The 9th Amendment

22 May

The enumeration in the Constitution of certain rights shall not be construed to deny or disparage others retained by the people.

The Ninth Amendment, of the United States Constitution is the section of the Bill of Rights that states that there are other rights that may exist aside from the ones explicitly mentioned, and even though they are not listed, it does not mean they can be violated. The Ninth Amendment of the Bill of Rights was put into the United States Constitution on September 5, 1789 and was voted for by 9 out of 12 states on December 15, 1791.

When the United States Constitution was first sent out to the states to be voted on, people known as the Anti-Federalists argued that there should also be a Bill of Rights. However, another group known as the Federalists did not think it was necessary. They worried that putting in the Bill of Rights gave power to the government by specifically discussing what the government could not do.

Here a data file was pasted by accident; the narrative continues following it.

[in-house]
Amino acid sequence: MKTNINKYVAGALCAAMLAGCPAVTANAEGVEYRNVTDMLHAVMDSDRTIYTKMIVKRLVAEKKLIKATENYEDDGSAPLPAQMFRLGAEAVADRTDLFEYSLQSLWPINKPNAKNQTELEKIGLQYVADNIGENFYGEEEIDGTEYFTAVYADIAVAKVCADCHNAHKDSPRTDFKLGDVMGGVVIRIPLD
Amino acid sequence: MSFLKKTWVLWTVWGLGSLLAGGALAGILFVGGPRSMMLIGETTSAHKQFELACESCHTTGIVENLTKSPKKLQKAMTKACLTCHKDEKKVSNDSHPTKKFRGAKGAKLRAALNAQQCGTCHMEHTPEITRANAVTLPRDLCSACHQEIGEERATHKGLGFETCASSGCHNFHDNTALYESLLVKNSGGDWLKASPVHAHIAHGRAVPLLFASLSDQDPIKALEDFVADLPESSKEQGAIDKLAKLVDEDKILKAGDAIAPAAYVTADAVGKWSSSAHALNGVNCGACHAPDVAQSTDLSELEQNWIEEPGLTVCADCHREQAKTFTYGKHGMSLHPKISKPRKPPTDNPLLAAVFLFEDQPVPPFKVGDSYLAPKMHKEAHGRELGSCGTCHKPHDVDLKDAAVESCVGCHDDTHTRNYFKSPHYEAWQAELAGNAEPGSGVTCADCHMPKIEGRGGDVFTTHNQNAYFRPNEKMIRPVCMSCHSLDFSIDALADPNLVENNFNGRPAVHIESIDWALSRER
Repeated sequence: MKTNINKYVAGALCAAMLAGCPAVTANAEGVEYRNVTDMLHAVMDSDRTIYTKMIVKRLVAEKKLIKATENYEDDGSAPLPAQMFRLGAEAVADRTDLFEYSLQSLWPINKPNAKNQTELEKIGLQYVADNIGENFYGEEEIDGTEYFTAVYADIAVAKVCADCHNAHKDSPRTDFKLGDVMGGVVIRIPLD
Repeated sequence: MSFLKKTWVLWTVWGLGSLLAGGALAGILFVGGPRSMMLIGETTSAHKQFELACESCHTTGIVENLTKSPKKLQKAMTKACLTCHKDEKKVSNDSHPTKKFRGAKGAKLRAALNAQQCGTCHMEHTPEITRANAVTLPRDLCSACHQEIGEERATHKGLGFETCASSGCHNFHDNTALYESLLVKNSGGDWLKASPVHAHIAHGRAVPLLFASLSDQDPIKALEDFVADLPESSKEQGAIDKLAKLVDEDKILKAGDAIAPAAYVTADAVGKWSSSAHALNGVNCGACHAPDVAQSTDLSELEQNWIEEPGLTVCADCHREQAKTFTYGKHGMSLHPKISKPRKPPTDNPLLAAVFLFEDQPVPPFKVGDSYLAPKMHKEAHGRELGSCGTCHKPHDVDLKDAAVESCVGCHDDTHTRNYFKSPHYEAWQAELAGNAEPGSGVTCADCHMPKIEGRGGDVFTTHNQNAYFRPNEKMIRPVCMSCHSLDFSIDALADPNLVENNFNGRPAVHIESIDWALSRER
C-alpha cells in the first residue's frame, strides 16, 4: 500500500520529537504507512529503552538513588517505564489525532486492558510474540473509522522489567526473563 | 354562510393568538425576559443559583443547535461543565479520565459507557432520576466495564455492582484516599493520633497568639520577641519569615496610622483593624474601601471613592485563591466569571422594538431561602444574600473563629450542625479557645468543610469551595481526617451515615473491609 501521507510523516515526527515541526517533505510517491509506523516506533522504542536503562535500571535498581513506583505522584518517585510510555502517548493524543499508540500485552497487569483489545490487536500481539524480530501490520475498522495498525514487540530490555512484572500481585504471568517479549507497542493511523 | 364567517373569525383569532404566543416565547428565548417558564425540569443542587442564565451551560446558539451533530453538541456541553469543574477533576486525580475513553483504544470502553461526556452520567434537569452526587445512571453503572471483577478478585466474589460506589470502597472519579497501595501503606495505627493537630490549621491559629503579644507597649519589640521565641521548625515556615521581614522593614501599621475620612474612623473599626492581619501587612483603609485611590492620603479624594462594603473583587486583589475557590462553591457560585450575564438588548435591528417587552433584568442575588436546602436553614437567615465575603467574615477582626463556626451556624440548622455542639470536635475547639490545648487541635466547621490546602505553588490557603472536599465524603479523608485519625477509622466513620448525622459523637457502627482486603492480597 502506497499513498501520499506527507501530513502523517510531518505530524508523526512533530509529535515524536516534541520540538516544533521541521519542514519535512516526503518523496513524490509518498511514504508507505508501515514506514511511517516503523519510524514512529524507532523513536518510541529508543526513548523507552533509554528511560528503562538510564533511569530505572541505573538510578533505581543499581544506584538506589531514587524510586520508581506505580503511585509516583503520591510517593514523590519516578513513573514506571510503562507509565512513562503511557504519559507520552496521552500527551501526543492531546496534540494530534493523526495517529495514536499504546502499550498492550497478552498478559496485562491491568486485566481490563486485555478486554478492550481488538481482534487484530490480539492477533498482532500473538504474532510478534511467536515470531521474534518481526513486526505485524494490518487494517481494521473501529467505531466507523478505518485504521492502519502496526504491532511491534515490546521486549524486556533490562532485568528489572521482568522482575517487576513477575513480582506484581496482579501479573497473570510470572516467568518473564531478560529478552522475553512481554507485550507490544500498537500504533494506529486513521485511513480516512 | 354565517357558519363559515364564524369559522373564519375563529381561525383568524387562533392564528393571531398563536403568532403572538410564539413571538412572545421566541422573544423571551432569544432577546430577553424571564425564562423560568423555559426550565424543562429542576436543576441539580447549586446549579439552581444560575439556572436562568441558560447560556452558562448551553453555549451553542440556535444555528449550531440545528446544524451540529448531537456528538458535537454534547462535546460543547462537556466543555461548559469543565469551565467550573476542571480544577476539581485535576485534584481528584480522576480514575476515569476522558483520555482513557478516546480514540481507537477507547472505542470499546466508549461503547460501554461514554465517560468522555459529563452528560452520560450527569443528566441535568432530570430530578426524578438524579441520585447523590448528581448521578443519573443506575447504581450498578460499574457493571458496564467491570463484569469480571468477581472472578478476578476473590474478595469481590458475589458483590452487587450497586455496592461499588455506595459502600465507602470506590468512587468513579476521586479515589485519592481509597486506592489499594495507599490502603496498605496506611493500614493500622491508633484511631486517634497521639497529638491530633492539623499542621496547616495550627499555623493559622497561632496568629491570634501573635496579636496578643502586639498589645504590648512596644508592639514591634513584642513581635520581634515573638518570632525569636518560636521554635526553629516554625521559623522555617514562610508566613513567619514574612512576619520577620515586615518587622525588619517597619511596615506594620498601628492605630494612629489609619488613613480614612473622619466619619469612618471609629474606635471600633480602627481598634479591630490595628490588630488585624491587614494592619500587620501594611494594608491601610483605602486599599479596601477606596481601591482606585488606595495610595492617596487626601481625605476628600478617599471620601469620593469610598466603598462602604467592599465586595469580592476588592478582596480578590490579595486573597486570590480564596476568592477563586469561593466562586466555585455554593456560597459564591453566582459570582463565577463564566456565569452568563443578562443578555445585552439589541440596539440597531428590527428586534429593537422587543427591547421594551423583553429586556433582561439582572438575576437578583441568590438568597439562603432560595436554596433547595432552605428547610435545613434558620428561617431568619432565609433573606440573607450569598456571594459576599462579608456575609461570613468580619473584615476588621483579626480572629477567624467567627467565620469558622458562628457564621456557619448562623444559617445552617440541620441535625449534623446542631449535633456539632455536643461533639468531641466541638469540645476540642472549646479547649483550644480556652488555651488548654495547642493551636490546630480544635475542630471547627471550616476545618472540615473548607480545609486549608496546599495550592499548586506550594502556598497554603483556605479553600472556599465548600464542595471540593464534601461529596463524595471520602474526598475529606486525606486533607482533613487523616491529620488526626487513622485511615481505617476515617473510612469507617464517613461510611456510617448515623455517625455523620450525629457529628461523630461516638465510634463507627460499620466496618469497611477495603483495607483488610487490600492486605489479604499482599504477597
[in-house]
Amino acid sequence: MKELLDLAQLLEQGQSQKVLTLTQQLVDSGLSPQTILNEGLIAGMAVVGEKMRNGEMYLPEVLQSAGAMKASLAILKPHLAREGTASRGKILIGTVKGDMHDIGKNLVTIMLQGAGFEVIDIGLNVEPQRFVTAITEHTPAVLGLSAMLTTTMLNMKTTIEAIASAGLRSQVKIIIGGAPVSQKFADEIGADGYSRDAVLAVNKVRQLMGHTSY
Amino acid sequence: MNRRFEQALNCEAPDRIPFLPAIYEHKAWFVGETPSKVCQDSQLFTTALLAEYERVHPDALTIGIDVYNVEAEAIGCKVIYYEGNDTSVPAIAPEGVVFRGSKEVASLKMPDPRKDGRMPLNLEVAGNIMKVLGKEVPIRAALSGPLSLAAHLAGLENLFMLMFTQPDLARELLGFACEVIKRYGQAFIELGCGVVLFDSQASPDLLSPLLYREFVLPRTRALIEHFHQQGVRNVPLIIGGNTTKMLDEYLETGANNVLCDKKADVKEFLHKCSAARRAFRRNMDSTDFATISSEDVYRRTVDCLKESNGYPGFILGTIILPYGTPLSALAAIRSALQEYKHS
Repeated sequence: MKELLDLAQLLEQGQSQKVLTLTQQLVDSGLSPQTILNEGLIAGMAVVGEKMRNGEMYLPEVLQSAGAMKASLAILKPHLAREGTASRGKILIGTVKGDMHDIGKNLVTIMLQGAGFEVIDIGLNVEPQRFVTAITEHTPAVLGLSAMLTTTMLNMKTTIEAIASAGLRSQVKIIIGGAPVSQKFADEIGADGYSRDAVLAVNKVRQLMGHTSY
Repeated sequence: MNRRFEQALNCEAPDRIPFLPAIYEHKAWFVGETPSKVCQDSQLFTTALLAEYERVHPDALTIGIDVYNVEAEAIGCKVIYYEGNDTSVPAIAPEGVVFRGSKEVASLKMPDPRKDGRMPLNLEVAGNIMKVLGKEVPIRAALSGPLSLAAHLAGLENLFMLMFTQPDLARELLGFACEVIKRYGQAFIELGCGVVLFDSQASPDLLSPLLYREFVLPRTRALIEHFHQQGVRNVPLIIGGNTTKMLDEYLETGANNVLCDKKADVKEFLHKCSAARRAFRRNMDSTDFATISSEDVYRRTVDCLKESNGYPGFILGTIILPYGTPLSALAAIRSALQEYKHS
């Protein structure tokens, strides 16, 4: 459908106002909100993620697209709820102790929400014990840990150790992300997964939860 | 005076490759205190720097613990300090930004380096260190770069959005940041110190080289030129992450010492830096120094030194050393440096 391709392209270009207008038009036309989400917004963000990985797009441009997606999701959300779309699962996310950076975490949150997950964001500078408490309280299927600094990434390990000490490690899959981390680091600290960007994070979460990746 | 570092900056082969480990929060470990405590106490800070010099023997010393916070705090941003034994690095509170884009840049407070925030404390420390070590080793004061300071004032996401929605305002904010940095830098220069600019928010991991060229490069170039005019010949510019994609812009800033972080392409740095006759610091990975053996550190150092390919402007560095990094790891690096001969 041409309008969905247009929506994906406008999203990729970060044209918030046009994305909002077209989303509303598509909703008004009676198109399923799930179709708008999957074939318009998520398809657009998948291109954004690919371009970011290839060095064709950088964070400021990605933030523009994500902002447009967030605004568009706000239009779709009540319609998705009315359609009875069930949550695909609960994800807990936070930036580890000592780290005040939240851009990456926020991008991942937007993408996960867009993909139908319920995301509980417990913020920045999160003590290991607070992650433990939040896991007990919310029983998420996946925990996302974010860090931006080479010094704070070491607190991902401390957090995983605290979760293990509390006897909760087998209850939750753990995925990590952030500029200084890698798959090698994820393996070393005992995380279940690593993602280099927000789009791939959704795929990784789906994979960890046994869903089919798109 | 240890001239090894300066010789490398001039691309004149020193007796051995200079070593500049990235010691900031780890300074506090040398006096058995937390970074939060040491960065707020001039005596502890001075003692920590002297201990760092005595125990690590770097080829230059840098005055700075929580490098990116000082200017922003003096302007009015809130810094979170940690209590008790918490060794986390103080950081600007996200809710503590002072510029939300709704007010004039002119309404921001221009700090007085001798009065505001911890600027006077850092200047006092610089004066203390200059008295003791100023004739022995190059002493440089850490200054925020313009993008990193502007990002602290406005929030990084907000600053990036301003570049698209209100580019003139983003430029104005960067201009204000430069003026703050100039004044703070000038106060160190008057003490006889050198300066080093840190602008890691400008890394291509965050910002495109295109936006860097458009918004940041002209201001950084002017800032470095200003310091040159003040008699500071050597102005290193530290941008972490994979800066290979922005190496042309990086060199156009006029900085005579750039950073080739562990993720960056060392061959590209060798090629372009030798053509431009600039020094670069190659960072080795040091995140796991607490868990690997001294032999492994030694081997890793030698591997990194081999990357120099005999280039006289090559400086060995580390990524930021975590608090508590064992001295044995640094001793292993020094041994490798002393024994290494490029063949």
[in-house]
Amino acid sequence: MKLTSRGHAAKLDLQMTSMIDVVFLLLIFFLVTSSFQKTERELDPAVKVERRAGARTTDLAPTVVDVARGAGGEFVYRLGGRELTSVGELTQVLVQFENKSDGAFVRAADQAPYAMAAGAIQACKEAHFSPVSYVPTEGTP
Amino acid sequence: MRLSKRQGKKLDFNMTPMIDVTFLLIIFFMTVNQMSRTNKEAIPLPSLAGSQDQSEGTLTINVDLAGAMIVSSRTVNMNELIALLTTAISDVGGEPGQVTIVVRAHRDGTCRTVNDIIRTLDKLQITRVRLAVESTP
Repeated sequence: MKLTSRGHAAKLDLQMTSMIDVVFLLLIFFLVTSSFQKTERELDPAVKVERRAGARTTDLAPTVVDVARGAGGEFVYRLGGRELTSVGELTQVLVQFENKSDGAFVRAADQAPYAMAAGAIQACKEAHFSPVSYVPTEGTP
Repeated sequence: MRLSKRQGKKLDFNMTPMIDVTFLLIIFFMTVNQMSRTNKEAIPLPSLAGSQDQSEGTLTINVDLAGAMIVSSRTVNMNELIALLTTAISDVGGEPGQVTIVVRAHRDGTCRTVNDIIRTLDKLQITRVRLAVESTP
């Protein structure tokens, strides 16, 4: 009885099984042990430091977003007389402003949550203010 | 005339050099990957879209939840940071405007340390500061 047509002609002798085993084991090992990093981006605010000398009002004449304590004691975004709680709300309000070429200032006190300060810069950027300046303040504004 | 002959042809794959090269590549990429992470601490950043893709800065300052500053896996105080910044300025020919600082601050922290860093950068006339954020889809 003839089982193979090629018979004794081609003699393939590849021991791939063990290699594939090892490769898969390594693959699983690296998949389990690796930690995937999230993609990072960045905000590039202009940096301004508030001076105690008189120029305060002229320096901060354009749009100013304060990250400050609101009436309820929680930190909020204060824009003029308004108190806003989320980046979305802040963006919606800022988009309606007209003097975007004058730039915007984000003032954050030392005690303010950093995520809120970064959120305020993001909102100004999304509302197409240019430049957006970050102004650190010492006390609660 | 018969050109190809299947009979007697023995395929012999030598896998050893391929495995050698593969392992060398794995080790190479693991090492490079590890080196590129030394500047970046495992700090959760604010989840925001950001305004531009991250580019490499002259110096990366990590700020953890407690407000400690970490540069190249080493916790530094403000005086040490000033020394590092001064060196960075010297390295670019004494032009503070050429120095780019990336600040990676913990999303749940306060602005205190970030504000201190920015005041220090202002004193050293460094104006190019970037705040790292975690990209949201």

Because of these debates, the Virginia Ratifying Convention tried to compromise by proposing a constitutional amendment that said that any amendments limiting Congress’ power should not be reason to extend their power. This proposal led to the creation of the Ninth Amendment.

When James Madison introduced the Ninth Amendment to the House of Representatives, he said that this draft was to prevent increasing the power of the government and is put in as a cautionary measure. He felt that the first Eight Amendments talked about how the federal government could exercise its powers, and the Ninth Amendment looked referred to many rights that still could not be taken away by the government.

Today, the Ninth Amendment is used mainly to stop the government from expanding their power rather than just limiting their power. Sometimes, courts try to use the Ninth Amendment as a way to provide and enforce rights that are not actually talked about in the Constitution.

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